"The challenge is how best to utilise existing and emerging teaching styles and resources to meet differing learning modalities."

Dr Chris Blackman, Department of Chemistry

three male students graduating

Internationalising the Curriculum: Rationale

In an increasingly global and competitive higher education marketplace, universities need to meet the needs of their international, multicultural student population to maintain their reputation and competitive edge.

The need to widen participation from under-represented sections of society and to increase the employability and skills of students are additional factors in the drive to internationalise the curriculum.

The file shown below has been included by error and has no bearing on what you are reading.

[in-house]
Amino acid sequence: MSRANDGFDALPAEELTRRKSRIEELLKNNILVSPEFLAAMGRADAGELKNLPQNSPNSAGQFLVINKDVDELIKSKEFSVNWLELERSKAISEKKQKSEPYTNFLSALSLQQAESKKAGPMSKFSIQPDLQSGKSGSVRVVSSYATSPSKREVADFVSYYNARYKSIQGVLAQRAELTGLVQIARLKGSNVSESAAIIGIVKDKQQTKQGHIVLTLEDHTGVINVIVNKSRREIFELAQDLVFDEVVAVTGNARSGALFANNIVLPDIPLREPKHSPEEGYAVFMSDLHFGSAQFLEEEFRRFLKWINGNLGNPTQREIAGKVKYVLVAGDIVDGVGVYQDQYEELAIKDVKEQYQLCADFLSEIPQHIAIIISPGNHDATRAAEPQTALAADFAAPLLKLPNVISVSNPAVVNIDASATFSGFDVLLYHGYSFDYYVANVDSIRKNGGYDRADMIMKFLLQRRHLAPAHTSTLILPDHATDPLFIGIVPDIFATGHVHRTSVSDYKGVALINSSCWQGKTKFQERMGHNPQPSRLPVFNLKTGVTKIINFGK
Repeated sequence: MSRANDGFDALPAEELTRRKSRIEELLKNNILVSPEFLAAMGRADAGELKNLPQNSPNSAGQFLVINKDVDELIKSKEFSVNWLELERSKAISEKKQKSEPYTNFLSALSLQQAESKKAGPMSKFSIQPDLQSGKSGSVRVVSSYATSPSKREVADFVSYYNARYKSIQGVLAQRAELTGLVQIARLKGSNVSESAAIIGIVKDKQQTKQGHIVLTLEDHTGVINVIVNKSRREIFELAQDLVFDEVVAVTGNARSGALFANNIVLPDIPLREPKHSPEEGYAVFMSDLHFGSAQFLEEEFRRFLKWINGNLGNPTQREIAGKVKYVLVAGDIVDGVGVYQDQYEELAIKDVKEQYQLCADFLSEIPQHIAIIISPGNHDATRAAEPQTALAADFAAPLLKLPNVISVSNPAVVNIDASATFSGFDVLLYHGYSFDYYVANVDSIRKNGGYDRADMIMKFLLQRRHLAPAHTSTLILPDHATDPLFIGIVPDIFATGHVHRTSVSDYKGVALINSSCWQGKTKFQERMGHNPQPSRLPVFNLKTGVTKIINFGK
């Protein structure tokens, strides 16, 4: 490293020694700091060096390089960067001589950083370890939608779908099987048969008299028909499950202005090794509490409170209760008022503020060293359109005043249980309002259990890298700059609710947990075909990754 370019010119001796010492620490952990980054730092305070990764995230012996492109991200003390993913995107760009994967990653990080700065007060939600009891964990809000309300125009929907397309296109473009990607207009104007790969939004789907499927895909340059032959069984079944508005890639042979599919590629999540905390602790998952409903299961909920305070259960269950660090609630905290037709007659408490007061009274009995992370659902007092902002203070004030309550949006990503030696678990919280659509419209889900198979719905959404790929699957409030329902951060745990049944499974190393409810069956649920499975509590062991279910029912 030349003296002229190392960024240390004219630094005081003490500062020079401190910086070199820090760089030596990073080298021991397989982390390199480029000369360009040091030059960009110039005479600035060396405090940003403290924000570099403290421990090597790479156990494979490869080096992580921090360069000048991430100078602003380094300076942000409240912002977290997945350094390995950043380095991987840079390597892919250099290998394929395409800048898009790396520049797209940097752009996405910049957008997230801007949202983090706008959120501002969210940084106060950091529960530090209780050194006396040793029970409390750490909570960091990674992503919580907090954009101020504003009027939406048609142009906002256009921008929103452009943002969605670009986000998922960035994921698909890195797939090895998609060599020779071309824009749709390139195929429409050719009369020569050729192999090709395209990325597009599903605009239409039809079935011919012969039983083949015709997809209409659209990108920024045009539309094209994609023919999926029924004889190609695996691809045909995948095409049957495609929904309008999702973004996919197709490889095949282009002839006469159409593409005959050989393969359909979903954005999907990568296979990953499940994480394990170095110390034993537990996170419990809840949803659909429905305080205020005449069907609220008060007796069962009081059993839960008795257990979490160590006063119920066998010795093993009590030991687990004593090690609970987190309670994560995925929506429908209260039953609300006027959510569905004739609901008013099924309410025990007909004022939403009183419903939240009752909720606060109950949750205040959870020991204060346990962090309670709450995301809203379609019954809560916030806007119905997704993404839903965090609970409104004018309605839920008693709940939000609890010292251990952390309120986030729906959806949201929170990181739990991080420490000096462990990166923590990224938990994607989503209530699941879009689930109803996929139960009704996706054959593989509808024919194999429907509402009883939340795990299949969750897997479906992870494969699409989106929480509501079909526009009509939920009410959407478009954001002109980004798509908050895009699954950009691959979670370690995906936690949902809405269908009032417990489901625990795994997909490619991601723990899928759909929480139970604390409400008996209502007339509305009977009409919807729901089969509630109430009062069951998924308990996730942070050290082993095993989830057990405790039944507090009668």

Learning strategies need to be developed and shared that recognise the importance of cultural differences and encourage full participation from all students, linking the academic, sociocultural, economic and political rationales behind internationalisation.

For example, a course that is designed to attract international students will be most effective if it is designed 'inclusively', providing accessible, beneficial learning for all learners - from home and overseas. Through inclusive, participatory approaches to learning, effective intercultural dialogue can be facilitated. In this way the academic and sociocultural development of each student is considered.

What policies are influencing reforms in internationalised learning and teaching?


To find out more about internationalising the curriculum at UCL, contact a CALT schools-facing teaching fellow.

Page last modified on 03 apr 13 11:28

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